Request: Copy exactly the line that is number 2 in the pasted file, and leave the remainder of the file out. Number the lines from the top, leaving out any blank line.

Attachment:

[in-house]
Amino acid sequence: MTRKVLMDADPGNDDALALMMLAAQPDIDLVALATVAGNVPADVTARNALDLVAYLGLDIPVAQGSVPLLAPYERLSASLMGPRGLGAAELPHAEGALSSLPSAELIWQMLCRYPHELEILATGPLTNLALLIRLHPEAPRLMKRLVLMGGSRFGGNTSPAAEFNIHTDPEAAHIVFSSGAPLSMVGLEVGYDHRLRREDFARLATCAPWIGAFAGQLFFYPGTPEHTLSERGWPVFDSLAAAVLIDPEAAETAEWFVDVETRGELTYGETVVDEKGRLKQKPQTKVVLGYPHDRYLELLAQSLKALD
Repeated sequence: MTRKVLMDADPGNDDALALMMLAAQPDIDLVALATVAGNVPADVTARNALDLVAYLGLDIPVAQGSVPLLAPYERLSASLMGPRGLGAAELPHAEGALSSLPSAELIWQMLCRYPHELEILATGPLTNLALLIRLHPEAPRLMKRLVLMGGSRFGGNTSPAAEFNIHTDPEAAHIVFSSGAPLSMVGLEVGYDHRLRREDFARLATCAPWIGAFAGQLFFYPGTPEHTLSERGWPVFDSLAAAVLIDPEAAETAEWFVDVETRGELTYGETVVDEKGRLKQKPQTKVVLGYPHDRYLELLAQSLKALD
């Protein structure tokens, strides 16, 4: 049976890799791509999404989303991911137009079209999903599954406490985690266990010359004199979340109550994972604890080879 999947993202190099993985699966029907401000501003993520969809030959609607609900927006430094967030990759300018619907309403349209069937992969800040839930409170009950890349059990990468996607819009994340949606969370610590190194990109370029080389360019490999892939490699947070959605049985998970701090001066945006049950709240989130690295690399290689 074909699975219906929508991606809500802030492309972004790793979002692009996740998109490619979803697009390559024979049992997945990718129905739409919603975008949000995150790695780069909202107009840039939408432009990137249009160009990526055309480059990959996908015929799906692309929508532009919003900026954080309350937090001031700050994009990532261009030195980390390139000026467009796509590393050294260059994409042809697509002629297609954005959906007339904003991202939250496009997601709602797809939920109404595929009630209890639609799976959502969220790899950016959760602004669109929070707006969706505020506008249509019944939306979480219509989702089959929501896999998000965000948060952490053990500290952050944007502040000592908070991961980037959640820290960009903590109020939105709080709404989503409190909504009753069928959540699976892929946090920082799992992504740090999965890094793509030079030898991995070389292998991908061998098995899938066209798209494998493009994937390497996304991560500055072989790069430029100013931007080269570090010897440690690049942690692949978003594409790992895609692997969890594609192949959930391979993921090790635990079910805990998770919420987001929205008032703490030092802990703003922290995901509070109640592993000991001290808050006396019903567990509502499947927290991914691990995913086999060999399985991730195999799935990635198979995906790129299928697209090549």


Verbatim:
Amino acid sequence: MTRKVLMDADPGNDDALALMMLAAQPDIDLVALATVAGNVPADVTARNALDLVAYLGLDIPVAQGSVPLLAPYERLSASLMGPRGLGAAELPHAEGALSSLPSAELIWQMLCRYPHELEILATGPLTNLALLIRLHPEAPRLMKRLVLMGGSRFGGNTSPAAEFNIHTDPEAAHIVFSSGAPLSMVGLEVGYDHRLRREDFARLATCAPWIGAFAGQLFFYPGTPEHTLSERGWPVFDSLAAAVLIDPEAAETAEWFVDVETRGELTYGETVVDEKGRLKQKPQTKVVLGYPHDRYLELLAQSLKALD